46. 46. •Cardiac and respiratory motion Gating •Myocardial uptake of FDG Requires suppression •Smaller volume of coronary plaques. PET-CT Characterization of Coronary Plaques: Additional Technical Challenges
  47. 47. •Cardiac and respiratory motion Gating •Myocardial uptake of FDG Requires suppression •Smaller volume of coronary plaques. Are we limited by PET’s spatial resolution? PET-CT Characterization of Coronary Plaques: Additional Technical Challenges
  48. 48. •Cardiac and respiratory motion Gating •Myocardial uptake of FDG Requires suppression •Smaller volume of coronary plaques. Not necessarily- With PET, it’s about target-to-background ratio PET-CT Characterization of Coronary Plaques: Additional Technical Challenges
  49. 49. •Cardiac and respiratory motion Gating •Myocardial uptake of FDG Requires suppression •Smaller volume of coronary plaques. Not necessarily- With PET, it’s about target-to-background ratio Lighthouse effect PET-CT Characterization of Coronary Plaques: Additional Technical Challenges
  50. 50. •Cardiac and respiratory motion Gating Myocardial uptake of FDG Requires suppression •Smaller volume of coronary plaques. Higher target to background •More specific tracers PET-CT Characterization of Coronary Plaques: Additional Technical Challenges
  51. 51. Novel Tracers Potential Targets: – Inflammation • Scavenger receptor • P2 purine receptors • others – Apoptosis – Thrombus – Neovascularization – Others
  52. 52. Purine Receptor Imaging 18 F-Meth-Ap4A Sagittal Aorta Transverse Aorta Coronal Spine Aorta Micro-PET
  53. 53. P<0.001 r=0.87 AP4AUptake (%ID/cc) 0.00 0.02 0.04 0.06 0.08 0.10 0-7 8-16 >16 Plaque Inflammation (% Ram-11 Staining) Ap4A uptake vs. Inflammation
  54. 54. Annexin V Kietselaer BL, NEJM 2004
  55. 55. ConjugatedF FreeF ConjugatedF FreeF 0 10 20 30(molce6equivalent/gmtissuex10-10 ) FlurochromeConcentration Inflamed Ao Control Ao Targeting Scavenger Receptor-A: Increased Uptake By Inflamed Plaques P<0.001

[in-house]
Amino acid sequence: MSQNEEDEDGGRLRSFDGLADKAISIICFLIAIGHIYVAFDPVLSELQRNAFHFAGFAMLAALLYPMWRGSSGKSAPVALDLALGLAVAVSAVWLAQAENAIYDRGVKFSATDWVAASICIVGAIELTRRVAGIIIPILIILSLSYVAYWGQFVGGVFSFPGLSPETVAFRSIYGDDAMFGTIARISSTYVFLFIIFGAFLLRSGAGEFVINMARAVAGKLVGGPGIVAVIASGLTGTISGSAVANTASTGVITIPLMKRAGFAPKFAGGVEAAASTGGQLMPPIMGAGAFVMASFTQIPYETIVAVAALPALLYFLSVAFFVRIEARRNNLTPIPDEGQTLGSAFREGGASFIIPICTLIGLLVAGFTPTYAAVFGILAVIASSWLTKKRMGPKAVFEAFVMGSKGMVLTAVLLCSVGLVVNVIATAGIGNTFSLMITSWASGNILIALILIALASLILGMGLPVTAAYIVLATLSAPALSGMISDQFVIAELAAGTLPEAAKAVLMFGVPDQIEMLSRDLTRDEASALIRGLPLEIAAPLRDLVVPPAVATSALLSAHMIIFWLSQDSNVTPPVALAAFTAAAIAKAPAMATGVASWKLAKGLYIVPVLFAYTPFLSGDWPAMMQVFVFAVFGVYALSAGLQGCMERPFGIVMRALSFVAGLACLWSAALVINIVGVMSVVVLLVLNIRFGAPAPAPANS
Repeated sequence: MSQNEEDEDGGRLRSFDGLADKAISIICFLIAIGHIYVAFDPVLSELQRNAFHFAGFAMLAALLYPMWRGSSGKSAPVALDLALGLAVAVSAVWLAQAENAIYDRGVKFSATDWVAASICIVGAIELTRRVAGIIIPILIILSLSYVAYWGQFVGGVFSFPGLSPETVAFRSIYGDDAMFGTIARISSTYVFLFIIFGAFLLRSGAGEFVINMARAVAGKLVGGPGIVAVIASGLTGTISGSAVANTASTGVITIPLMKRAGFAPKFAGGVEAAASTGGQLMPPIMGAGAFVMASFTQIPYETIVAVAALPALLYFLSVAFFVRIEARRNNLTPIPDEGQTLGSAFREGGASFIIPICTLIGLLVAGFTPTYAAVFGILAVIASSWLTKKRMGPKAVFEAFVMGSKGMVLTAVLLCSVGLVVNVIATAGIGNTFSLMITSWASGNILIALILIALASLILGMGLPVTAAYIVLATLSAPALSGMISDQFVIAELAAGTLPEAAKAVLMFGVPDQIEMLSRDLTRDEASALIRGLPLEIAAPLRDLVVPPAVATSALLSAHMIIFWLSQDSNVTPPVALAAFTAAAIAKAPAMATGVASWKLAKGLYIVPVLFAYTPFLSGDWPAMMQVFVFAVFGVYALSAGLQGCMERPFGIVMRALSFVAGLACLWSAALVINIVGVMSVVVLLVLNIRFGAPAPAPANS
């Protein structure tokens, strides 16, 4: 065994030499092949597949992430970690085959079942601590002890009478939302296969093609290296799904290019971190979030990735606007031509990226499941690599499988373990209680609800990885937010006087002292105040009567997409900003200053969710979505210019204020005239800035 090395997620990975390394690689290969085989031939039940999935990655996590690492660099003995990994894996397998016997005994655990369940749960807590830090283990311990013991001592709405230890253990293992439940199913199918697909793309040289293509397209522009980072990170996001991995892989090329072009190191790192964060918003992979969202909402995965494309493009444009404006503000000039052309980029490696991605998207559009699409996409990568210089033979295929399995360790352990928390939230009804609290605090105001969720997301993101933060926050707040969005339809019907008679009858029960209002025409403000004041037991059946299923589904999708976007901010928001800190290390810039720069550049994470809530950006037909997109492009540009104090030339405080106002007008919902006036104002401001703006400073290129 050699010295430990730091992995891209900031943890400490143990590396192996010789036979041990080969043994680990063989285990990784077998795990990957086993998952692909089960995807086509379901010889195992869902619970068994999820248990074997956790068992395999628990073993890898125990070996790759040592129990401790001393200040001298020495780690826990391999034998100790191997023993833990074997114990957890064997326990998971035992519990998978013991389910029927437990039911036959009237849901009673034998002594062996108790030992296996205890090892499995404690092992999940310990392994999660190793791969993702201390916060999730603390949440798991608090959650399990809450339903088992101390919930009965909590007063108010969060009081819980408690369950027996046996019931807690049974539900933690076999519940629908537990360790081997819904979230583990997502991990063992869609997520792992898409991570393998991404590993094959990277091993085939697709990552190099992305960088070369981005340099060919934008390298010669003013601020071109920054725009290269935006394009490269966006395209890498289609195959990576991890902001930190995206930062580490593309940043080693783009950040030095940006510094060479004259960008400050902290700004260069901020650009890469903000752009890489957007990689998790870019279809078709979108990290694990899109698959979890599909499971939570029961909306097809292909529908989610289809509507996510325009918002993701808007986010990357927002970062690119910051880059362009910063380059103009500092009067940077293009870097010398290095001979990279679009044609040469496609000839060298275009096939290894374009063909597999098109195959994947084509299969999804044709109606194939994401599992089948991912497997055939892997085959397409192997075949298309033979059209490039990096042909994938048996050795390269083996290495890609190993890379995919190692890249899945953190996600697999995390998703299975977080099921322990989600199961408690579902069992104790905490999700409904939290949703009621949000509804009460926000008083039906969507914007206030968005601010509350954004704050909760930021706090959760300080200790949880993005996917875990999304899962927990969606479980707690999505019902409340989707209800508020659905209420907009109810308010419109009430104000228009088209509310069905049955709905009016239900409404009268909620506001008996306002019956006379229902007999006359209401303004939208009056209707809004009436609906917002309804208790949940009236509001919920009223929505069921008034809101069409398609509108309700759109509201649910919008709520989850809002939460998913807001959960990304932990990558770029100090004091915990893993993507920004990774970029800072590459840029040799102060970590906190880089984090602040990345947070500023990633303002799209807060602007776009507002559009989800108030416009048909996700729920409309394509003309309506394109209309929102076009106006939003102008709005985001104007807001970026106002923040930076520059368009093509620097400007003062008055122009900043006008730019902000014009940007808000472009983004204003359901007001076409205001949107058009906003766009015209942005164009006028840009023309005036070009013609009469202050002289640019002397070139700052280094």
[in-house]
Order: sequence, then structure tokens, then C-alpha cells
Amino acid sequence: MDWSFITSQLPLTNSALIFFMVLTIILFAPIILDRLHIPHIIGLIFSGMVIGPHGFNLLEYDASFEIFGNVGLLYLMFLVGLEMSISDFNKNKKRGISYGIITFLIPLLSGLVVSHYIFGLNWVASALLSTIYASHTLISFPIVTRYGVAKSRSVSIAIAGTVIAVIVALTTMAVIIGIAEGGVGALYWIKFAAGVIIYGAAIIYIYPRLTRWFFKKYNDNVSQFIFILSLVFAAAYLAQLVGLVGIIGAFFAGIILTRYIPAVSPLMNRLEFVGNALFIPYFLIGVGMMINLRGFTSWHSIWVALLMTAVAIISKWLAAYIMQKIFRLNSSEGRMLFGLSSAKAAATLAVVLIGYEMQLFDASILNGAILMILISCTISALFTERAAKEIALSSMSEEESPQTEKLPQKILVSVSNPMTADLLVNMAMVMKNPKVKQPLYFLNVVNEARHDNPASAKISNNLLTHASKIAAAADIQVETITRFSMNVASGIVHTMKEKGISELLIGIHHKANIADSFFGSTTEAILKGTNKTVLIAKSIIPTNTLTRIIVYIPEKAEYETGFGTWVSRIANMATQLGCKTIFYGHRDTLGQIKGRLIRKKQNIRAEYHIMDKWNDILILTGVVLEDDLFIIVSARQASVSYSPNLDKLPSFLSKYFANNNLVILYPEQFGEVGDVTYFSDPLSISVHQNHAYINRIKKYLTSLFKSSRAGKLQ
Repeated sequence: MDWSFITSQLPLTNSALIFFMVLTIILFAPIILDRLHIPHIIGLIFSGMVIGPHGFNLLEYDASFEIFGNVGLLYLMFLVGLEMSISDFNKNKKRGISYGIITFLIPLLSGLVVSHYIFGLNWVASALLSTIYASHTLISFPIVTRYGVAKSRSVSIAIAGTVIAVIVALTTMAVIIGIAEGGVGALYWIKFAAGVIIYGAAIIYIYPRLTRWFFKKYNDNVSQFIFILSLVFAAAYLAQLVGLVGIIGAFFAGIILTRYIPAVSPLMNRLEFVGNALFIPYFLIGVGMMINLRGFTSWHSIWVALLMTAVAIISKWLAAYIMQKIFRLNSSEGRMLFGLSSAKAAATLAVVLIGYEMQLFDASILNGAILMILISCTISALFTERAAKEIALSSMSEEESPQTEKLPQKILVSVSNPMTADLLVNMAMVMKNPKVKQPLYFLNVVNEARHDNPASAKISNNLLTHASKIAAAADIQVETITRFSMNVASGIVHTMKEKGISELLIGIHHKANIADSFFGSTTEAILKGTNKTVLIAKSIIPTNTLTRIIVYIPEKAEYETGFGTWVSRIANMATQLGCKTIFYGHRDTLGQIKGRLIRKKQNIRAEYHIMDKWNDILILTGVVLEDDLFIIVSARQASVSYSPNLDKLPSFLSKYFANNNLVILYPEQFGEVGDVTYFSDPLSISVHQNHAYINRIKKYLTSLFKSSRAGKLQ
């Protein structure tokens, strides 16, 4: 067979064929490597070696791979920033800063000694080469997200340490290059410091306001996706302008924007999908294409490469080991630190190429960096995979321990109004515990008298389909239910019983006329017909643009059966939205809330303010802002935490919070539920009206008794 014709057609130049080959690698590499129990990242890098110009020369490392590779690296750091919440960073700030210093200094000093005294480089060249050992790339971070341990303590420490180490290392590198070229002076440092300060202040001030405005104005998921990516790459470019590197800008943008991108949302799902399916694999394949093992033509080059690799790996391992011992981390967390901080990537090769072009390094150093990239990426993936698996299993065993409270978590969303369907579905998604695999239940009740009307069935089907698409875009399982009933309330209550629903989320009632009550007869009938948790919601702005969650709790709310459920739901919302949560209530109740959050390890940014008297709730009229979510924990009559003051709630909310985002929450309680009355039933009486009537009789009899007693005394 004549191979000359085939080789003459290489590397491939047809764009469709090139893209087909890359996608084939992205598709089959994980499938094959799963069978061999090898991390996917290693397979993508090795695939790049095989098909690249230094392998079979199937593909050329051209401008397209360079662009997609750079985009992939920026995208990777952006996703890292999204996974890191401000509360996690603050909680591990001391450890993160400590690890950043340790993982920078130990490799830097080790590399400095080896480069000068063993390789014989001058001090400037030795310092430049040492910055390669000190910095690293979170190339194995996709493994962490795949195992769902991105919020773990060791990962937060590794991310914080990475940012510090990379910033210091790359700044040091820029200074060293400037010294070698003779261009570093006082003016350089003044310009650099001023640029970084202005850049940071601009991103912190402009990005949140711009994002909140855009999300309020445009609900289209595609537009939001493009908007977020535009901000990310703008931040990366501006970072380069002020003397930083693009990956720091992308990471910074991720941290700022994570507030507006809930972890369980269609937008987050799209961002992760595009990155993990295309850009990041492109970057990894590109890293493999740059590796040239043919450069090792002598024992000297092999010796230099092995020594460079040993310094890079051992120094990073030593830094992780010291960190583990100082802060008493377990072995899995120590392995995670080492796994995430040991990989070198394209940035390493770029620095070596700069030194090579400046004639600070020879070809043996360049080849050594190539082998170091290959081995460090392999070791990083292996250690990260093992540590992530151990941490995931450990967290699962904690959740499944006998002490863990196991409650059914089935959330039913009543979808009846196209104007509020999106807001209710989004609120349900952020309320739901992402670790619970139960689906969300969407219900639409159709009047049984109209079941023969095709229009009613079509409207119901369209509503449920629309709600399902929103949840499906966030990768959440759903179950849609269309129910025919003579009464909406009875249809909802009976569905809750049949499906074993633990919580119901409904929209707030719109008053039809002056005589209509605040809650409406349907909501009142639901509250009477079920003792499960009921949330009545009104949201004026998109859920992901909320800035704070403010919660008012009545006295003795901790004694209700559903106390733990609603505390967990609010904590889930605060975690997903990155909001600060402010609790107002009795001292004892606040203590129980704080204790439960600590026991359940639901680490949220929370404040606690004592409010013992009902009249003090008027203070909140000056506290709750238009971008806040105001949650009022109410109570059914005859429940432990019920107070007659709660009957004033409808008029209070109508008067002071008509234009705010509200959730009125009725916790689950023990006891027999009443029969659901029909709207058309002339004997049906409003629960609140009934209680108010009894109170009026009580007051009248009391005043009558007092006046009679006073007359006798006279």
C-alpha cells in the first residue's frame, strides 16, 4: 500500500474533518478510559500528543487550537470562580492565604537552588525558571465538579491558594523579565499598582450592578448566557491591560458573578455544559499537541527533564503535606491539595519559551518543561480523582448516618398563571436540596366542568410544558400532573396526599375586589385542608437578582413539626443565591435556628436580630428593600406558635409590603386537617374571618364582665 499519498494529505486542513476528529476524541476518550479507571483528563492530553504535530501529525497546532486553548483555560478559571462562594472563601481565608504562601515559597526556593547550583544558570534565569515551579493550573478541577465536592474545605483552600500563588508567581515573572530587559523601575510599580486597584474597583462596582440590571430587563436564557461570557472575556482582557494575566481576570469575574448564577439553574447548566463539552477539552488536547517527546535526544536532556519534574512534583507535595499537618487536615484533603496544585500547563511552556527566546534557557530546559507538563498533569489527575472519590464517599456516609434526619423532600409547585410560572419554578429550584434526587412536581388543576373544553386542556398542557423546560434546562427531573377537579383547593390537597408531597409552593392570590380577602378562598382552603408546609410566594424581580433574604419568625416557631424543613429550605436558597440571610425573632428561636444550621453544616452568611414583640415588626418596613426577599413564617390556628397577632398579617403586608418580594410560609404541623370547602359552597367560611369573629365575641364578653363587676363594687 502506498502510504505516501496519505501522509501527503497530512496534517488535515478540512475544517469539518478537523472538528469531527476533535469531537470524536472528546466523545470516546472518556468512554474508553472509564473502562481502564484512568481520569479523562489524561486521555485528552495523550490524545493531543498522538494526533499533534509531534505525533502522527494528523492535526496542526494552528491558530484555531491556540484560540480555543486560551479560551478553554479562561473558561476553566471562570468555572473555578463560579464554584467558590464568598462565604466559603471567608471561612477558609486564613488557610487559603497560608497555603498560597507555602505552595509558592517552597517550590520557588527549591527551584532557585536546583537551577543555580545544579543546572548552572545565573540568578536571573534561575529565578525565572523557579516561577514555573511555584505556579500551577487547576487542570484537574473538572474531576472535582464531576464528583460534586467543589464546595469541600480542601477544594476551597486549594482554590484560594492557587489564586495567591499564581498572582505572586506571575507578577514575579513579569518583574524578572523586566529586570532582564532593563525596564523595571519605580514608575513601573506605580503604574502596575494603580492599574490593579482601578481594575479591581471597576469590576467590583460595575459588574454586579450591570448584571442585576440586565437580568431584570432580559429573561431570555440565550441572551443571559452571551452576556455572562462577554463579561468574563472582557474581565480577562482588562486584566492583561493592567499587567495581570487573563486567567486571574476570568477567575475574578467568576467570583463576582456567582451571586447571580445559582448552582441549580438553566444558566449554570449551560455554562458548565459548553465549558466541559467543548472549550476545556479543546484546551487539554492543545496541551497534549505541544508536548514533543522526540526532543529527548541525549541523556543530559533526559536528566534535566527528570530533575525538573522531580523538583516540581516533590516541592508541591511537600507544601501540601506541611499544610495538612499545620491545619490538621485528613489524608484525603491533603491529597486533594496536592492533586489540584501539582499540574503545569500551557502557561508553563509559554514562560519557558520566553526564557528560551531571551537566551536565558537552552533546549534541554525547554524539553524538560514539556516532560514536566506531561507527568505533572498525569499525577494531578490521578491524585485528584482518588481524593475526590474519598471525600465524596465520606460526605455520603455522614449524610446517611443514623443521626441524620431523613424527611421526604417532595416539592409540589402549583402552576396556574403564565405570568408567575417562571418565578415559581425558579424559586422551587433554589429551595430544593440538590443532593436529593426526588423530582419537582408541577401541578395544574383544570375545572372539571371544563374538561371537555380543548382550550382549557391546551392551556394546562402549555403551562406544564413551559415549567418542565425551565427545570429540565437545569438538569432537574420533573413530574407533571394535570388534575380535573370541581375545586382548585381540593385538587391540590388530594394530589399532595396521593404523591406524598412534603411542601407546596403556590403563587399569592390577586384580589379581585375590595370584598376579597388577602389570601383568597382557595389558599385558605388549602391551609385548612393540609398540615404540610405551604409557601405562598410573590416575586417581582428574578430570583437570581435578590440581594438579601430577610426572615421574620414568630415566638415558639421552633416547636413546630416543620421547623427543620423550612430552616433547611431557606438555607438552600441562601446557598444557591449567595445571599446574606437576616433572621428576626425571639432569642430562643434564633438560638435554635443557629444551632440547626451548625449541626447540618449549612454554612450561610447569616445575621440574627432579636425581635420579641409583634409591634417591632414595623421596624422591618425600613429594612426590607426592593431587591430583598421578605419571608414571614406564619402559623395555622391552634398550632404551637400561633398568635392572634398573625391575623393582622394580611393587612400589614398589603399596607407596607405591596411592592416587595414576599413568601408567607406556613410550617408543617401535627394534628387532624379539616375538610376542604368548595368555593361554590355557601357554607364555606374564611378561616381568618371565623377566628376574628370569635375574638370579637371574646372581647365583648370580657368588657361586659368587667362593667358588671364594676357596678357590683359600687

56. 56. •Cardiac and respiratory motion Gating Myocardial uptake of FDG Requires suppression •Smaller volume of coronary plaques. Higher target to background More specific tracers •Improved instrumentation PET-CT Characterization of Coronary Plaques: Additional Technical Challenges
  57. 57. Improved Instrumentation • Intravascular positron detectors • Improved PET and PET-CT • PET-MRI
  58. 58. Volume CT System Canine heart 150 micron isotropic resolution VCT Lab in Bldg 149 Detector Tube
  59. 59. Crossflex 3 x 18 mm Stent VCT MDCT 150 x 150 x 150µ 650 x 650 x 1250µ
  60. 60. Case: Middle Aged Woman w CP
  61. 61. Could we have intervened and prevented the MI? What if… we also detected a high degree of plaque inflammation?
  62. 62. Acknowledgements Cardiology • Kusai Aziz, MD • Gregory Bashian, MD • Henry Gewirtz, MD • Alex Morss, MD • James Muller, MD • Raymond Migrino, MD • Jane Sherwood, RN • Jeffrey Swanson, BS Neurology • Karen Furie, MD Radiology • Suhny Abbara, M.D. • Nathaniel Alpert, PhD • Ali Bonab, PhD • Thomas Brady, MD • Ricardo Curry, MD • Maros Ferencik, MD • Alan Fischman, MD, PhD • Denise Hinton, PhD • Udo Hoffmann, MD • Koen Nieman, MD Pathology • Shahinaz Bedri, MD • Stuart Houser, MD • James Stone, MD